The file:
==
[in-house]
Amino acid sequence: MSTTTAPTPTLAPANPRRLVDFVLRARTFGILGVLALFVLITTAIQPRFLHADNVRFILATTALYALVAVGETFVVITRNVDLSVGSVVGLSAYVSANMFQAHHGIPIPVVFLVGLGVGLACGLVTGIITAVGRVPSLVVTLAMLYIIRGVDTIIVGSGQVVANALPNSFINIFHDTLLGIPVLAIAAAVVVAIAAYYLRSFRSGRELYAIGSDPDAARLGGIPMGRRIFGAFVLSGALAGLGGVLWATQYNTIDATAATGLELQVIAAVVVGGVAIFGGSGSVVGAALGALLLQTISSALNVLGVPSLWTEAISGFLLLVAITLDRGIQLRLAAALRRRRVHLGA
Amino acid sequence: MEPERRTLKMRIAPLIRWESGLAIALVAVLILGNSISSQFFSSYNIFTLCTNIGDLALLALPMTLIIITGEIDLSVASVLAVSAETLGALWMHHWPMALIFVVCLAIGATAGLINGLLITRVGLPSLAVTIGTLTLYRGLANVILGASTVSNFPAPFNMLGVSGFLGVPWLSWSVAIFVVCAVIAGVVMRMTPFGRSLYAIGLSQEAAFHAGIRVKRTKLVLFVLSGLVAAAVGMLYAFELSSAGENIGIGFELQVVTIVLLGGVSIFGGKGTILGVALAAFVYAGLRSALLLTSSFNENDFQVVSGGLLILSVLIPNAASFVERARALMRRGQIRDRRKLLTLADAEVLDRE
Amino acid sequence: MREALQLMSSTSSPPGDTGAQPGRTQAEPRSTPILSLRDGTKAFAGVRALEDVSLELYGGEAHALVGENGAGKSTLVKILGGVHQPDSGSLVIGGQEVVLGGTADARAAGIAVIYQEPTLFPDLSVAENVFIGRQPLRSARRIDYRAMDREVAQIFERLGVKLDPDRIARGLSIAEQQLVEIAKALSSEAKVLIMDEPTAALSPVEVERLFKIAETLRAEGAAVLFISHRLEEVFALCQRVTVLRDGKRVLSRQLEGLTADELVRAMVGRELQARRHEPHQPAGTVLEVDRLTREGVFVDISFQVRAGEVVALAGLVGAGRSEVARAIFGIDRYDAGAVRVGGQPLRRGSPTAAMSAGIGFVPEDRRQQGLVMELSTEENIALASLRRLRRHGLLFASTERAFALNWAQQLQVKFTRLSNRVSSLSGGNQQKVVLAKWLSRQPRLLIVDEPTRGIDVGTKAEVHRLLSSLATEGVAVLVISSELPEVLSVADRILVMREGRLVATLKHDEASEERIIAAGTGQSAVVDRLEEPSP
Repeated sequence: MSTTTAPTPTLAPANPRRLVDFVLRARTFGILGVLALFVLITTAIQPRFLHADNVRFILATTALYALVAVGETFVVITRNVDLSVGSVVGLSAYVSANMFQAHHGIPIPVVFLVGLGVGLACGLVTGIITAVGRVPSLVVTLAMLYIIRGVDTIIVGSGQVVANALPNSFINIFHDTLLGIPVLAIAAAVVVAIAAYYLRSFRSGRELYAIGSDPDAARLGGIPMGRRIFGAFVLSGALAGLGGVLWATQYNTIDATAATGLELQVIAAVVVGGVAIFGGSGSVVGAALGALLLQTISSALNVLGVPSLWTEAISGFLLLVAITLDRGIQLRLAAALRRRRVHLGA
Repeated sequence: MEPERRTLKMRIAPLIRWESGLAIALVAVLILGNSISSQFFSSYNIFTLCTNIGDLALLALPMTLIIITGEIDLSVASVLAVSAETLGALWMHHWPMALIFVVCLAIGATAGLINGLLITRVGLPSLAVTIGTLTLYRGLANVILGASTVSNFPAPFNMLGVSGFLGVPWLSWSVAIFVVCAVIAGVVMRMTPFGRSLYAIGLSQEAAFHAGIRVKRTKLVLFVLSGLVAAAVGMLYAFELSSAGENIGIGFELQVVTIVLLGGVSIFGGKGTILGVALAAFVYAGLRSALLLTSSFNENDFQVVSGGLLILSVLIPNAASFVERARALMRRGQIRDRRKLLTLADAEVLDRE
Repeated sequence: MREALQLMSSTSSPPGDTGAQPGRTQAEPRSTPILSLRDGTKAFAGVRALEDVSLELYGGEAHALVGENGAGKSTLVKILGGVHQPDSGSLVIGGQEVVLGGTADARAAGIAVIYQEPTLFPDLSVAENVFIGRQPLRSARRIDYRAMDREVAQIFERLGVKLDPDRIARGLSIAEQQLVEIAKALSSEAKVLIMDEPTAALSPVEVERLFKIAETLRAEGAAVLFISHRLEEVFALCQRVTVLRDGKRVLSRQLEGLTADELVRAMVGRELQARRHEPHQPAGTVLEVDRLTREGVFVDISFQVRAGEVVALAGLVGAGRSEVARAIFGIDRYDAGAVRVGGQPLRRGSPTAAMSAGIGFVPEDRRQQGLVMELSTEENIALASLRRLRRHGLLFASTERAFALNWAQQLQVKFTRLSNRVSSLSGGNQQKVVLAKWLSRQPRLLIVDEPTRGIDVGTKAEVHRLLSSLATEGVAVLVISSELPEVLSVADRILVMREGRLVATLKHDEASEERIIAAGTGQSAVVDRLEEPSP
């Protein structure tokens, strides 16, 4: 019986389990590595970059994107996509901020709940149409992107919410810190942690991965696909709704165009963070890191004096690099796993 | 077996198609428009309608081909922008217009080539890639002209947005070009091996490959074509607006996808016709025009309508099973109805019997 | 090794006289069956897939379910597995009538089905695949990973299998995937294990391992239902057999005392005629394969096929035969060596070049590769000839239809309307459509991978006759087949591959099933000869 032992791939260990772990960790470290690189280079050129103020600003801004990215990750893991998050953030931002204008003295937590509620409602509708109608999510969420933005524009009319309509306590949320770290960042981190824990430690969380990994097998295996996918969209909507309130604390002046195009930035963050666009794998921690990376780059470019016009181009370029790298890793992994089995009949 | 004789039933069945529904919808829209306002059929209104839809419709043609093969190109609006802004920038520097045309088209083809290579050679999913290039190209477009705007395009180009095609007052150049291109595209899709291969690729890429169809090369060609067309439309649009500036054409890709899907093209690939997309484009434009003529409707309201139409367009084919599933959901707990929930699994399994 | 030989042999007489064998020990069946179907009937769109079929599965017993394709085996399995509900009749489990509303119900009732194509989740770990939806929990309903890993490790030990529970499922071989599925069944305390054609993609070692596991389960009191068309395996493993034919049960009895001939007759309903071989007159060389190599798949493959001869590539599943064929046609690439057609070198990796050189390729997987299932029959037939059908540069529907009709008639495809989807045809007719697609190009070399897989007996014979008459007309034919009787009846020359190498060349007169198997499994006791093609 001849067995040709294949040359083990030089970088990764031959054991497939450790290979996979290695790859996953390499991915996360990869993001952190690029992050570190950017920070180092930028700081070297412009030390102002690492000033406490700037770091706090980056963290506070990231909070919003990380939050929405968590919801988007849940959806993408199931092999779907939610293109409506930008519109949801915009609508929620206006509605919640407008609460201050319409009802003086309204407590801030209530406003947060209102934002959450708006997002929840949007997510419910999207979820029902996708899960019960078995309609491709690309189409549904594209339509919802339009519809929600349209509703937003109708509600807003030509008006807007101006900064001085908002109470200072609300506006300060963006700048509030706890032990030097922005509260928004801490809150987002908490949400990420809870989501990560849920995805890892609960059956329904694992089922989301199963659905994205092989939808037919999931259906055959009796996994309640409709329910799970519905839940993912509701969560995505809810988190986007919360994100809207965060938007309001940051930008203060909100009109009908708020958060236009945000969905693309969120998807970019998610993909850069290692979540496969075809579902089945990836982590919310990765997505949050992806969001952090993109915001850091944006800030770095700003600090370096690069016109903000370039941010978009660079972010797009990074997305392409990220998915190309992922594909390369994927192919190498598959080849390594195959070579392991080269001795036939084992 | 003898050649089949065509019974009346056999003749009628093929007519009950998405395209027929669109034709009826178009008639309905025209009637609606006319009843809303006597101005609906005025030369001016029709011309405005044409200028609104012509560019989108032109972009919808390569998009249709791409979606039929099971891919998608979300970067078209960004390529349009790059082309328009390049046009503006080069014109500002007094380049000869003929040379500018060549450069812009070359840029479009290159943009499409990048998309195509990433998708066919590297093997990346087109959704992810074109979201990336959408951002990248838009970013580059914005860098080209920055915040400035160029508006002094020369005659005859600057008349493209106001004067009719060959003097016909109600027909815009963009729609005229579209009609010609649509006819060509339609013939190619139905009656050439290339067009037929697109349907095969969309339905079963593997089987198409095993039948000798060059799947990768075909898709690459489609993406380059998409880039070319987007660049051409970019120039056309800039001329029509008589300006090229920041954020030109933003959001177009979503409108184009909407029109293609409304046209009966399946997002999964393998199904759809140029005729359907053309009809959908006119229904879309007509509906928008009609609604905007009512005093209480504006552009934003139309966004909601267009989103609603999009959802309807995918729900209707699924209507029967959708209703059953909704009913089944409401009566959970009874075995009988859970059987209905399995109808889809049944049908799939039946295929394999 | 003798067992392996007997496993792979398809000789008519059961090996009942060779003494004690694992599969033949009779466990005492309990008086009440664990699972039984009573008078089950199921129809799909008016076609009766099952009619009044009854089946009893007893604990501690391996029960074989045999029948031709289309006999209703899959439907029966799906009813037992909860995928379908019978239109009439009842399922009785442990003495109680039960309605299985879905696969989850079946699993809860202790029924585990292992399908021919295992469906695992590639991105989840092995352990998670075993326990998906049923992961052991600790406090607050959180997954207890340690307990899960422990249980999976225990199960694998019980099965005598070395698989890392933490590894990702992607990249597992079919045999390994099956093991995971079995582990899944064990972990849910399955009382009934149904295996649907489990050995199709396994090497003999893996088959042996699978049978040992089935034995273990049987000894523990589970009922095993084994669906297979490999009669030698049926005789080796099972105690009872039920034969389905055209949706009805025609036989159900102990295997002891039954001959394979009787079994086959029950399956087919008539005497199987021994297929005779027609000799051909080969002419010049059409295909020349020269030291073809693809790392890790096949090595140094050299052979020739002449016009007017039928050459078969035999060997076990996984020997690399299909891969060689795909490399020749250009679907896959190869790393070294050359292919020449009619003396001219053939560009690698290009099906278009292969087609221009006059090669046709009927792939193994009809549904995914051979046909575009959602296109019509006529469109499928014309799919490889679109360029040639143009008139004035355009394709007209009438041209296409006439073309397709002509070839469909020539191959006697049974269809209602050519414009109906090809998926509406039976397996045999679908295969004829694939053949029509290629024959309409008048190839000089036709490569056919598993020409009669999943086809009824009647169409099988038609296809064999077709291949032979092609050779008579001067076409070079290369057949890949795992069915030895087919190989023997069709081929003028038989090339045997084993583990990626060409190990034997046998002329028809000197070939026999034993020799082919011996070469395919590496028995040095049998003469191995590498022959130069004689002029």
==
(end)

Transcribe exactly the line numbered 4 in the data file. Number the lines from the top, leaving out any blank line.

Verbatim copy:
Amino acid sequence: MREALQLMSSTSSPPGDTGAQPGRTQAEPRSTPILSLRDGTKAFAGVRALEDVSLELYGGEAHALVGENGAGKSTLVKILGGVHQPDSGSLVIGGQEVVLGGTADARAAGIAVIYQEPTLFPDLSVAENVFIGRQPLRSARRIDYRAMDREVAQIFERLGVKLDPDRIARGLSIAEQQLVEIAKALSSEAKVLIMDEPTAALSPVEVERLFKIAETLRAEGAAVLFISHRLEEVFALCQRVTVLRDGKRVLSRQLEGLTADELVRAMVGRELQARRHEPHQPAGTVLEVDRLTREGVFVDISFQVRAGEVVALAGLVGAGRSEVARAIFGIDRYDAGAVRVGGQPLRRGSPTAAMSAGIGFVPEDRRQQGLVMELSTEENIALASLRRLRRHGLLFASTERAFALNWAQQLQVKFTRLSNRVSSLSGGNQQKVVLAKWLSRQPRLLIVDEPTRGIDVGTKAEVHRLLSSLATEGVAVLVISSELPEVLSVADRILVMREGRLVATLKHDEASEERIIAAGTGQSAVVDRLEEPSP